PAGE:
University of North Dakota directing nonessential employees to work from home; NDSU to discuss options Monday
GRAND FORKS -- The University of North Dakota is preparing to ask all its nonessential employees to work from home to limit the spread of the coronavirus, the university announced on its coronavirus blog.
The university says employees should report to work Monday, March 16, as usual to discuss work plans with their supervisor, how to track time and gather necessary files and belongings.
"Social distancing continues to be the most effective way to limit the spread of coronavirus," the university said. "In light of the increasing pace of known cases throughout the country, the University of North Dakota is directing all nonessential employees who can work remotely to work with their supervisors do so effective on Monday, March 16, through Saturday, April 4."
Meloney Linder, vice president of marketing and communications at UND, said the situation is "fluid" and noted "nonessential employees" may differ from its typical definition, as some staff will need to be on hand at the residence halls and dining services.
Following UND's announcement, North Dakota State University in Fargo released the following statement about its employees:
"In conjunction with state leaders, NDSU is evaluating numerous options regarding its continuing operations. We will soon provide further guidance when details are finalized," NDSU said. "Until then, all NDSU employees should continue to report for work as regularly planned. "
UND students in need of services are expected to call rather than visit in person. University residence halls and Wilkerson Commons dining services will remain open to assist students who remain on campus. University Childcare Learning Center will remain open until further notice.
While the university remains open, with employees working remotely, buildings will have limited access. Employees will still be able to enter their buildings with electronic and key access.
The Wellness Center, American Indian Center, Hyslop and Chester Fritz Library buildings will be closed with staff working remotely.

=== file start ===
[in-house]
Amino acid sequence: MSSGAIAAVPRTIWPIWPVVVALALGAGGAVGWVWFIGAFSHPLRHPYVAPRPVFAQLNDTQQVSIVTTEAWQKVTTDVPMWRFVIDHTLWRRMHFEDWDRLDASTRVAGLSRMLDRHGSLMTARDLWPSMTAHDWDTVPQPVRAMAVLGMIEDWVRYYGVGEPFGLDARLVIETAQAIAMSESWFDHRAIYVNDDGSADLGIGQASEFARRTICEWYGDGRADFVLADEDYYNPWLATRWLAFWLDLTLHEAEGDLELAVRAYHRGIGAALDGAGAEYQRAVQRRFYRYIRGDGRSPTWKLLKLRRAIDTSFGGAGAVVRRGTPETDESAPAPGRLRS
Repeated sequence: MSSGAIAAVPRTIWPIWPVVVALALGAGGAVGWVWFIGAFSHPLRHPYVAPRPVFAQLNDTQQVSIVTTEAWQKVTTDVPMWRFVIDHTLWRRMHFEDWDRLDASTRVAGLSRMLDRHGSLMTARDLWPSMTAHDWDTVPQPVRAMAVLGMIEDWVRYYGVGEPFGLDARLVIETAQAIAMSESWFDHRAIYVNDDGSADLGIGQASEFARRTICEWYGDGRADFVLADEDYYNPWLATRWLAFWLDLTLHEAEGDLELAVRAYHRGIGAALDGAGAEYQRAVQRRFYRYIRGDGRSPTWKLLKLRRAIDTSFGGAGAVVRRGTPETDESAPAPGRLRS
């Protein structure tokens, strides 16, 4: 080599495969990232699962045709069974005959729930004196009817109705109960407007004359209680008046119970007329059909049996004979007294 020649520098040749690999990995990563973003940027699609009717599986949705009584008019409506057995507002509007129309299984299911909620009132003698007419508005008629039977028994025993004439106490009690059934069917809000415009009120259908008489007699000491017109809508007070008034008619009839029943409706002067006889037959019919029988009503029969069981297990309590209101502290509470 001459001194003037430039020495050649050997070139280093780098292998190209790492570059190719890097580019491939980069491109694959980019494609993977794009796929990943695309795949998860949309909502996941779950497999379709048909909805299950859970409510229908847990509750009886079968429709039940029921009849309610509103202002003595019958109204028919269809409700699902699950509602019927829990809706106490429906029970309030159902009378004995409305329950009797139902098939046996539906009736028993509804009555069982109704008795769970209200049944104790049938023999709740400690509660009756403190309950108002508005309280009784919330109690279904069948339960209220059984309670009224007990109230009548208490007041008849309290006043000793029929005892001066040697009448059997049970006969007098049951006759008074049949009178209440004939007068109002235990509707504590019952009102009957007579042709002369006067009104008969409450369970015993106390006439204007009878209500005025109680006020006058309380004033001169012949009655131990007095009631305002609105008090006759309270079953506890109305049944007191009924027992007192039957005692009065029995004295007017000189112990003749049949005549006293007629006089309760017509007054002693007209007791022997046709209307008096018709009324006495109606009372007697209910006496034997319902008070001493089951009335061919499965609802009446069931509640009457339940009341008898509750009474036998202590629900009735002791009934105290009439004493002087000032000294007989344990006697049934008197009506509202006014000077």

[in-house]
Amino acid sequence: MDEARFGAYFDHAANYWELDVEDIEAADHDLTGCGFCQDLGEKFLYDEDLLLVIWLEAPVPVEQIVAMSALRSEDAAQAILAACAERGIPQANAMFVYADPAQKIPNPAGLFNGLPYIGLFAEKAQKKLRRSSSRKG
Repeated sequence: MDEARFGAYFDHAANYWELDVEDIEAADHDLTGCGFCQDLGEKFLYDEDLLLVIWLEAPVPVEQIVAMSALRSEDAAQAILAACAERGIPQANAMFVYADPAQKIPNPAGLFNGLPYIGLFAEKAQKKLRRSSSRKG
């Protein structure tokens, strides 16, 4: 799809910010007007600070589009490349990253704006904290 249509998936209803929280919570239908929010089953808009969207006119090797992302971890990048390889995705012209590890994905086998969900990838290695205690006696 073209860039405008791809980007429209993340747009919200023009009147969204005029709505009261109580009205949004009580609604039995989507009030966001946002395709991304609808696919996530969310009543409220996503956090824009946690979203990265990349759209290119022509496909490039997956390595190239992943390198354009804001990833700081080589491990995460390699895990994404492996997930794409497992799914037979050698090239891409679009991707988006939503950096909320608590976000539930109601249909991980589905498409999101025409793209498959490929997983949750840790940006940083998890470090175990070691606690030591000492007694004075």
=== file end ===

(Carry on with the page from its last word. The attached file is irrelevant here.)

The health and well-being of our community is of the utmost importance. This is a fluid situation, and the University will continue to monitor and communicate changes.
All benefited and non-benefited individuals who are approved to work from home will continue to be paid as normal during this time, according to the university. Those working remotely will need to account for their work and time.
UND Human Resources and Payroll Services will be sending out an email with instructions on how employees can track their work. The vice president for research will be sending out an email regarding research activities. Nonessential employees who are not able to work remotely are considered to be on-call and/or ready to report to work as necessary.
UND students are on spring break this week. Following spring break, the university will be conducting its courses online for two weeks. In-person instruction is scheduled to begin again on Monday, April 6.
UND is asking students who plan to stay in the residence halls over the next several weeks to fill out a form available in Housing Self Service.
Students needing to stay on campus must register by Monday, March 16, at 8 a.m.
Only students who have registered to stay will maintain access to their residence hall. Students who have not registered to stay will not be able to gain access to their residence hall. Access to residence halls for all residential students will be reinstated after the remote instruction period has ended.
UND announced Friday that all events and gatherings with estimated attendees of more than 100 are canceled, including events at the Chester Fritz Auditorium, Hyslop and other university-owned facilities.
There is one confirmed case of COVID-19 in North Dakota, in Ward County. There are no confirmed cases of COVID-19 at UND.
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